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Keep Up! 8 Key Tips for Foliar Spraying

 

Think you know about foliar spraying? Here are a few things you may not know.

Why Foliar Spray?

 

Plants get a lot of nutrients quickly when you foliar feed.

 

They absorb and use nutrients sprayed to leaves almost instantly…way more efficiently than nutrients added to media.

 

Foliar feeding is a great way to:

 

Correct deficiencies

Bulk up your yield

• Improve plant health

Improve rooting conditions (yes – really)

• Feed plants when roots aren’t performing well

• Speed up the rooting of cuttings and seedlings

 

A lot of large scale growers only foliar feed for all of these reasons!

 

How Does it Work?

 

Nutrients and stimulants move into leaves via diffusion.

 

This is where particles move from an area of high concentration (the foliar feed) to areas of low concentration (the leaf).

 

Like how heat from your hot tea diffuses into your colder cup.

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Just remember that diffusion works both ways. If there’s a higher concentration of nutrients in the leaf cells than your foliar feed, you can end up pulling nutrients out of the leaves!

 

That’s why you always use a strong solution when foliar spraying.

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There are lots of factors that increase or decrease the rate of diffusion. These are mostly:

 

1. Environmental conditions (e.g. temperature & humidity)

2. State of leaves (e.g. age, stage of leaf development, cuticle thickness and waxes)

 

Myth Buster

 

Some people think that foliar sprays enter leaves through small pores in the leaf, called stomata.

 

Their shape and the low wettability of the pore surface makes this unlikely. So does the high surface tension of most sprays.

 

However, studies do show that leaves with more stomata absorb more nutrients.

 

Why? Nobody knows. There are lots of theories, though. The most likely one is to do with guard cells – cells that regulate the opening and closing of stomata.

 

Their surface is thought to be more permeable than the leaf cuticle - even more so when stomata are open. They could be the preferred entry point, but there’s not enough evidence to say for sure.

 

8 Key Tips for Foliar Spraying

 
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1. When (time of day)

 

Spray when the humidity is high, and temperature isn’t too high.

 

For most, this is just as lights are coming on. Less spray evaporates, and there’s more time for it to penetrate into the leaf.

 

If you spray at this time, raise lights up high when spraying. Another good time to spray leaves is just as lights go off.

 

2. When (time in cycle)

 

It’s normally fine to spray once a week during the vegetative period and early flowering. Doing this is a great way to correct nutrient deficiencies quickly.

 

Don’t spray large flower clusters heavily as this could lead to fungal diseases (like botrytis!). Follow the guidelines on your foliar spray and you won’t go wrong.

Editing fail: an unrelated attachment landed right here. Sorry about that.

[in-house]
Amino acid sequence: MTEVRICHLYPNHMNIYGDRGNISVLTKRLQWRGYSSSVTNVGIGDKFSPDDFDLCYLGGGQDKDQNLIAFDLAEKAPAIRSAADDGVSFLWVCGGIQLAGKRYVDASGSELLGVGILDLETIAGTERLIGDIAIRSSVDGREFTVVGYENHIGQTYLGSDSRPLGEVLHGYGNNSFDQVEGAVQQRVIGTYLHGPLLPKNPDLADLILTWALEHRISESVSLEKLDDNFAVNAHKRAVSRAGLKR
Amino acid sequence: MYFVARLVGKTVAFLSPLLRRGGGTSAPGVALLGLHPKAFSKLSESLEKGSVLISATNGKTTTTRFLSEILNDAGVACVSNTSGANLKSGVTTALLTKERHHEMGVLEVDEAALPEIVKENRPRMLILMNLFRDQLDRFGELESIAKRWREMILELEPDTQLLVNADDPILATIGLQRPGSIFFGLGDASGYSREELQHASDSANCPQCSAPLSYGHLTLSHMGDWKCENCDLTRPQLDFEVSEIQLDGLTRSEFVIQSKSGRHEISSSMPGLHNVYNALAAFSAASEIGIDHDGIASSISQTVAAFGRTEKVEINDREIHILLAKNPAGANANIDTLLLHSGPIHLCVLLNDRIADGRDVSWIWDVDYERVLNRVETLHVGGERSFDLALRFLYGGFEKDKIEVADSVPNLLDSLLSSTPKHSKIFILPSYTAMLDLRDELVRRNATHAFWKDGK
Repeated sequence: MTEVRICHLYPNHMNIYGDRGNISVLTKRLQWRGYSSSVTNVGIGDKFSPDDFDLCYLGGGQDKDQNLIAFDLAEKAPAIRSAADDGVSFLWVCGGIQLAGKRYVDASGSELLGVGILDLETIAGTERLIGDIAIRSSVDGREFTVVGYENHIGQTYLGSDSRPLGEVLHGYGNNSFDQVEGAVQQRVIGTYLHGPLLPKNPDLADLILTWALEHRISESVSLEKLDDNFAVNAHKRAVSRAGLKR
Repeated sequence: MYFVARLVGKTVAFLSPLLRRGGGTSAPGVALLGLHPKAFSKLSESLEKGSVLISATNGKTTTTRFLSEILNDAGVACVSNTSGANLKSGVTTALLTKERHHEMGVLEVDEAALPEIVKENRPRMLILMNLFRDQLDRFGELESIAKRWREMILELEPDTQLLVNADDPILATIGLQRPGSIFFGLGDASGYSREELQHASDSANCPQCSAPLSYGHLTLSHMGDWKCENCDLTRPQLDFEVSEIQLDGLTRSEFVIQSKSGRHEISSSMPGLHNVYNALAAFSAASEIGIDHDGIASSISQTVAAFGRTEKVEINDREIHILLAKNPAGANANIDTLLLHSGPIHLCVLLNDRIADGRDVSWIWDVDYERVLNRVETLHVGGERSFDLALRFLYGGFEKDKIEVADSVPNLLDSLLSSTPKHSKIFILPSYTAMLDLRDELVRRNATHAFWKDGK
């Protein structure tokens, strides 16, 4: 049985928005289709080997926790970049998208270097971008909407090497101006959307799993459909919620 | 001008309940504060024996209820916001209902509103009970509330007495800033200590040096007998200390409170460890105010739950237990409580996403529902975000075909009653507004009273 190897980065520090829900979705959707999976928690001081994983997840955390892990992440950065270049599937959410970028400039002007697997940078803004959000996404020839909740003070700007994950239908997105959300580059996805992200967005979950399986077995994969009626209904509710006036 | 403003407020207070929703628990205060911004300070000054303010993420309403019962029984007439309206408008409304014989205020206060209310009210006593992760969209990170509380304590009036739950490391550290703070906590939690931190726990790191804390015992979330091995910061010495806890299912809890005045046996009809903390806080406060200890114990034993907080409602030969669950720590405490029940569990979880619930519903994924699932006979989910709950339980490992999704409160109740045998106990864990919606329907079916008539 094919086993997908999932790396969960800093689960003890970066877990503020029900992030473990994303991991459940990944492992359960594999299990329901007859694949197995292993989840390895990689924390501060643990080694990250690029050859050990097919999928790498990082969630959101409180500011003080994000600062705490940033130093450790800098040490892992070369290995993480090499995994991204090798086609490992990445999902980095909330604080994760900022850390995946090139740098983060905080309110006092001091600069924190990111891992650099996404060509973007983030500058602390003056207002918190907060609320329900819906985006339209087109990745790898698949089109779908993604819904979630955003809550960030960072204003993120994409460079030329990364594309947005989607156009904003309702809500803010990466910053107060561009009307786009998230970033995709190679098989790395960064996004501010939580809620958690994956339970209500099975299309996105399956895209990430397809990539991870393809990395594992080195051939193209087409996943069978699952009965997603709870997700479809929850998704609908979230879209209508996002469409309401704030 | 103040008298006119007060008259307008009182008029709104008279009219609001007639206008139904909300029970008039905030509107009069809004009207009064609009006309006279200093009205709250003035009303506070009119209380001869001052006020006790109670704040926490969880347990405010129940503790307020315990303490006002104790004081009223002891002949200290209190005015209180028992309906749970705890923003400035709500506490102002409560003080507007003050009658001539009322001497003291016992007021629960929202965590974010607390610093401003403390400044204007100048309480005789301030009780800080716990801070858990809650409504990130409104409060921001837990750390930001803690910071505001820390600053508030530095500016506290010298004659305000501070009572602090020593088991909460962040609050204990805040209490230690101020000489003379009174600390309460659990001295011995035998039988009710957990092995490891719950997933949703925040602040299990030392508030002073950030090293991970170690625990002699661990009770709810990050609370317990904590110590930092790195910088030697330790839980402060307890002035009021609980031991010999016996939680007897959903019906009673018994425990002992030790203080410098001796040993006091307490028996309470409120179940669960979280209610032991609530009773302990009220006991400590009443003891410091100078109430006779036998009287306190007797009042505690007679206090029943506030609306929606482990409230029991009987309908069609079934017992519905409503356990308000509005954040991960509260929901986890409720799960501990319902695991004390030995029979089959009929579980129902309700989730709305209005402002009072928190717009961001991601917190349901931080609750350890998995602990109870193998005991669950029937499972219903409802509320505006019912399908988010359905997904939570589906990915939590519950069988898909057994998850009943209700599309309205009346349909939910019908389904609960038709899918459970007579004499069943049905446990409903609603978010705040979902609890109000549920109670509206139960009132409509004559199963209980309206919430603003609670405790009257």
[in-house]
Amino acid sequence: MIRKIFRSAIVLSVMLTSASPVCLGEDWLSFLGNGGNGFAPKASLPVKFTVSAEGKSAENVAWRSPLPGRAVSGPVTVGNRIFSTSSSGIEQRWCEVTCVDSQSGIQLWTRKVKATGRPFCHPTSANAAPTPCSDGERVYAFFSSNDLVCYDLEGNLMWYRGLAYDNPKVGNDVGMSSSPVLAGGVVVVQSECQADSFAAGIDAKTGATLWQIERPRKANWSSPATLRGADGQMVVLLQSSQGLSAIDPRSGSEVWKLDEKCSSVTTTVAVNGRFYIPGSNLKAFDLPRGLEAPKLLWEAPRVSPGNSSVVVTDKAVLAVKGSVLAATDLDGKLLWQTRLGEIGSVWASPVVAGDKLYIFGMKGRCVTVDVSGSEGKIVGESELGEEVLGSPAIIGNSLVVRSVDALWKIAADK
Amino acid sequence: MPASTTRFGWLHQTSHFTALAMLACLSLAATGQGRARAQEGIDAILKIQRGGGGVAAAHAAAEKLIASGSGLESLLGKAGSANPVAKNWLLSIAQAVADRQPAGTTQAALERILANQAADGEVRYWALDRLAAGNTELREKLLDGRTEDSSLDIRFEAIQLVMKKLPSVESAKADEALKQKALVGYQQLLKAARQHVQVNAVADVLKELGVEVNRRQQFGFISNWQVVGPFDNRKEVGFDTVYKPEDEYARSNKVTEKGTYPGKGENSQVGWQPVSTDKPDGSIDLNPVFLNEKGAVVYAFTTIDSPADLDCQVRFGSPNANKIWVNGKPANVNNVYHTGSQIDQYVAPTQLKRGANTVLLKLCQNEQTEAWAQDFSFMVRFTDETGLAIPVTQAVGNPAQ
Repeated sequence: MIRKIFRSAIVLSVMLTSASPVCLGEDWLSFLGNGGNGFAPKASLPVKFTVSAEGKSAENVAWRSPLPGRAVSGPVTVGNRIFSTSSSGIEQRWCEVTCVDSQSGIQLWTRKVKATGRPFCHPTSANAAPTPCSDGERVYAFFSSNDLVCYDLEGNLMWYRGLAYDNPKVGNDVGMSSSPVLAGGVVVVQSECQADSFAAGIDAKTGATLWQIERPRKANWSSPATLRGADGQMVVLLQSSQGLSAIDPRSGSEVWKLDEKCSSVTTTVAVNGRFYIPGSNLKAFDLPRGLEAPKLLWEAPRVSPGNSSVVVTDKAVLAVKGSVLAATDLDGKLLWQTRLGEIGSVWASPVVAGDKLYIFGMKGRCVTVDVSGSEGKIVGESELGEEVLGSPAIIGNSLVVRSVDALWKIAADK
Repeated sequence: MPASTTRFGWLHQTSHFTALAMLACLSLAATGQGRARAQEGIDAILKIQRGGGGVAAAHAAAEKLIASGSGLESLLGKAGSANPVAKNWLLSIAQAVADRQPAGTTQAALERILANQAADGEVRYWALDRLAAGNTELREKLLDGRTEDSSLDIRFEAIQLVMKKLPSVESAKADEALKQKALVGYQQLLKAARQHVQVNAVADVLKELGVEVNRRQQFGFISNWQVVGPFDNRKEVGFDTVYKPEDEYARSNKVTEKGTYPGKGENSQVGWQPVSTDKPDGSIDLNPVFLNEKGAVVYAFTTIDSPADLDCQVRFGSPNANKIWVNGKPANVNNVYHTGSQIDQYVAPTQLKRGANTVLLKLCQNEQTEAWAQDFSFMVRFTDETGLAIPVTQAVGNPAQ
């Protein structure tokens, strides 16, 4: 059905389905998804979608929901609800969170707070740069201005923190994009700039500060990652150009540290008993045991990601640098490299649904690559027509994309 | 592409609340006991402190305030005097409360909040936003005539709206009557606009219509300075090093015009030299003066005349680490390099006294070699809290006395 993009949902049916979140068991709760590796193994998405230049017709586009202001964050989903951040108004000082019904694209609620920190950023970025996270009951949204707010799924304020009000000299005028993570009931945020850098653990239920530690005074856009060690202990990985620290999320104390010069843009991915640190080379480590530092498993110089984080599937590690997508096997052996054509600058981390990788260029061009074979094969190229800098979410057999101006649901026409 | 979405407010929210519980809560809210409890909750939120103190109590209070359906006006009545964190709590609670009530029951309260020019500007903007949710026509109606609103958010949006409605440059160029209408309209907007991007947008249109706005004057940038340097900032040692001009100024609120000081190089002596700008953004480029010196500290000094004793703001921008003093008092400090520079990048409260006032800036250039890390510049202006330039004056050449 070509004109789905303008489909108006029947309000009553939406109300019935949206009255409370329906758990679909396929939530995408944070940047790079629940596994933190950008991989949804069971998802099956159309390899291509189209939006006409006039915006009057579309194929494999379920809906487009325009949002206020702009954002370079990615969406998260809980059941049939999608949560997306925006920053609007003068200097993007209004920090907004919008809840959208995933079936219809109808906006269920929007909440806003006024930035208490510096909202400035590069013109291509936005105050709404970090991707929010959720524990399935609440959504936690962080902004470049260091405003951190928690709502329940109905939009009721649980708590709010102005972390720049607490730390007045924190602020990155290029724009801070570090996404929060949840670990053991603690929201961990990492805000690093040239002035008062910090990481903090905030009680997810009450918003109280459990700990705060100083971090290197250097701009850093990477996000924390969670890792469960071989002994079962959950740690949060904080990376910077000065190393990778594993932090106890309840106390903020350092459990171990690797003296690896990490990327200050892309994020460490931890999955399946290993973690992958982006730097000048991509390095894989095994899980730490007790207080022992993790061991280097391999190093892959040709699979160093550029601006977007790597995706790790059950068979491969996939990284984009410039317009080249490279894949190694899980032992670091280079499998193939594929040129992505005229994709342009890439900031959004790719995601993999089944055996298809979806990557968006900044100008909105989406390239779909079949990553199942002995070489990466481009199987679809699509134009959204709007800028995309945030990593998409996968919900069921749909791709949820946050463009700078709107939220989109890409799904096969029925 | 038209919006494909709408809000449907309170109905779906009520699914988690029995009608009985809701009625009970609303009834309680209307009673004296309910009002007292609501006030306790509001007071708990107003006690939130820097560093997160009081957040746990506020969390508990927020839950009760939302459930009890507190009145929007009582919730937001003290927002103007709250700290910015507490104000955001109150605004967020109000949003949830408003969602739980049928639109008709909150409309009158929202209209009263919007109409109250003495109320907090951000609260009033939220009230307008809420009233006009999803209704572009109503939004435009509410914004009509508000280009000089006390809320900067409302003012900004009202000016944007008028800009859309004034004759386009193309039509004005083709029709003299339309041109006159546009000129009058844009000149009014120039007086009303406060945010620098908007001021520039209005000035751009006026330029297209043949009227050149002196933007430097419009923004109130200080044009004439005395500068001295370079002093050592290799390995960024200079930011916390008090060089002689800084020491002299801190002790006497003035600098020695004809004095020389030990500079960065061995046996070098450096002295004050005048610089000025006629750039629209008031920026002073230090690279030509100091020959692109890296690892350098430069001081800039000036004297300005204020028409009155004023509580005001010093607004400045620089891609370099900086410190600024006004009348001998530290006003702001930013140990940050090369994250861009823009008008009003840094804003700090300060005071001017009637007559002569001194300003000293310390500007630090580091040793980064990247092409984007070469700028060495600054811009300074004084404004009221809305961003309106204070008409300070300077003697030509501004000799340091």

3. How to apply

 

Don’t just spray the tops of leaves - you want to spray where stomata (and their guard cells) are mostly found. Normally, this is on the underside of leaves.

 

Make sure you completely cover the top and bottom of leaves.

 

4. How much to apply

 

Cover leaves evenly with spray, but not to the point they’re dripping wet! It’s fine if you get a bit of run-off. Any more than that and you’ve over sprayed.

 

5. Which sprayer to use

 

Bottle sprayers are fine for a few plants. Use one with an adjustable nozzle and use it to create a fine mist.

 

Try to use a sprayer with a lance so you can reach the underside of leaves

 

In large grow rooms, maybe use a nebuliser.

 

6. When correcting a nutrient deficiency

 

Make sure the spray solution is strong enough to diffuse into the leaves.

 

Products like SHOGUN CalMag have a dilution rate of 10-15ml per L for foliar spraying.

 

7. When rooting cuttings and seedlings

 

To keep the humidity high in your propagator, spray the lid with water rather than the cuttings.

 

Use a specific plant feed or rooting foliar spray, like Clonex Mist or VitaLink Plant Start.

 

8. Use a wetting agent

 

Wetting agents lower the surface tension of the spray solution. This means sprays will better stick to the leaf, and droplets are less likely to form.

 

This makes it easier for the spray solution to enter the leaf.

 

Most products designed to use as a foliar spray already have a wetting agent in the feed. We recommend using SHOGUN Geisha - it'll boost flowering sites by 5%.

 


This post was posted in Nutrients, Nutrients & Boosters

 

1 Comment - Add Comment


  • Michael Gurvitz
    Posted November 3, 2016 at 6:10 am
    I found on my black goji seedlings that using a cotton bud and evenly covering the leaves led to even distribution of Shogun geisha spray and for my indigo tomatoes as well. No run off and the product has great results. The tomat plants are huge now 2 weeks later.
    Reply
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